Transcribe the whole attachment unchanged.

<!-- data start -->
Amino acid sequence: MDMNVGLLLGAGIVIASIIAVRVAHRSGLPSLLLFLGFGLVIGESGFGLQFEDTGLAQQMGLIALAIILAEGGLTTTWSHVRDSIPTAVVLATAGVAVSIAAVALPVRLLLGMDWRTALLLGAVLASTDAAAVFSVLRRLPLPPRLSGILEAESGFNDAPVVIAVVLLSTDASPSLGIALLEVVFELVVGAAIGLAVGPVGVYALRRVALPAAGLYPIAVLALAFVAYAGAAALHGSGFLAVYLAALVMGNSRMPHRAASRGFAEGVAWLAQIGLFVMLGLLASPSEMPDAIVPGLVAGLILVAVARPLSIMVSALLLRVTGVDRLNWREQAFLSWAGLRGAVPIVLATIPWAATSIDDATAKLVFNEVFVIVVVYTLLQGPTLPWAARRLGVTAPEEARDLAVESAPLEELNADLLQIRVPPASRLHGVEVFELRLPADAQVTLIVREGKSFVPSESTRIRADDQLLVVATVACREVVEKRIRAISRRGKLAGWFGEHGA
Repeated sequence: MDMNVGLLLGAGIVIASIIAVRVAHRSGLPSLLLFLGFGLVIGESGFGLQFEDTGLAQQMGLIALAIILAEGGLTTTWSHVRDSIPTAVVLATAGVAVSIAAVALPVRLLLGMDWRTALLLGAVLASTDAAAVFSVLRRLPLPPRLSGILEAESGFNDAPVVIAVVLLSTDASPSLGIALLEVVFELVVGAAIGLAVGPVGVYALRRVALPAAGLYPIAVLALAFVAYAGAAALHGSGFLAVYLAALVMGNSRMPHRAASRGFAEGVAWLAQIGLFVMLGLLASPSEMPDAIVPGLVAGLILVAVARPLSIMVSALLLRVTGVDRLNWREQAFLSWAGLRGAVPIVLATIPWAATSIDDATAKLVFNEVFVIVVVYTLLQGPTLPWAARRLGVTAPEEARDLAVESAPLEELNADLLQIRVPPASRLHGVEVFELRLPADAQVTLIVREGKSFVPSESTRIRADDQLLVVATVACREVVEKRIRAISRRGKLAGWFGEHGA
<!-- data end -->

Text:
Amino acid sequence: MDMNVGLLLGAGIVIASIIAVRVAHRSGLPSLLLFLGFGLVIGESGFGLQFEDTGLAQQMGLIALAIILAEGGLTTTWSHVRDSIPTAVVLATAGVAVSIAAVALPVRLLLGMDWRTALLLGAVLASTDAAAVFSVLRRLPLPPRLSGILEAESGFNDAPVVIAVVLLSTDASPSLGIALLEVVFELVVGAAIGLAVGPVGVYALRRVALPAAGLYPIAVLALAFVAYAGAAALHGSGFLAVYLAALVMGNSRMPHRAASRGFAEGVAWLAQIGLFVMLGLLASPSEMPDAIVPGLVAGLILVAVARPLSIMVSALLLRVTGVDRLNWREQAFLSWAGLRGAVPIVLATIPWAATSIDDATAKLVFNEVFVIVVVYTLLQGPTLPWAARRLGVTAPEEARDLAVESAPLEELNADLLQIRVPPASRLHGVEVFELRLPADAQVTLIVREGKSFVPSESTRIRADDQLLVVATVACREVVEKRIRAISRRGKLAGWFGEHGA
Repeated sequence: MDMNVGLLLGAGIVIASIIAVRVAHRSGLPSLLLFLGFGLVIGESGFGLQFEDTGLAQQMGLIALAIILAEGGLTTTWSHVRDSIPTAVVLATAGVAVSIAAVALPVRLLLGMDWRTALLLGAVLASTDAAAVFSVLRRLPLPPRLSGILEAESGFNDAPVVIAVVLLSTDASPSLGIALLEVVFELVVGAAIGLAVGPVGVYALRRVALPAAGLYPIAVLALAFVAYAGAAALHGSGFLAVYLAALVMGNSRMPHRAASRGFAEGVAWLAQIGLFVMLGLLASPSEMPDAIVPGLVAGLILVAVARPLSIMVSALLLRVTGVDRLNWREQAFLSWAGLRGAVPIVLATIPWAATSIDDATAKLVFNEVFVIVVVYTLLQGPTLPWAARRLGVTAPEEARDLAVESAPLEELNADLLQIRVPPASRLHGVEVFELRLPADAQVTLIVREGKSFVPSESTRIRADDQLLVVATVACREVVEKRIRAISRRGKLAGWFGEHGA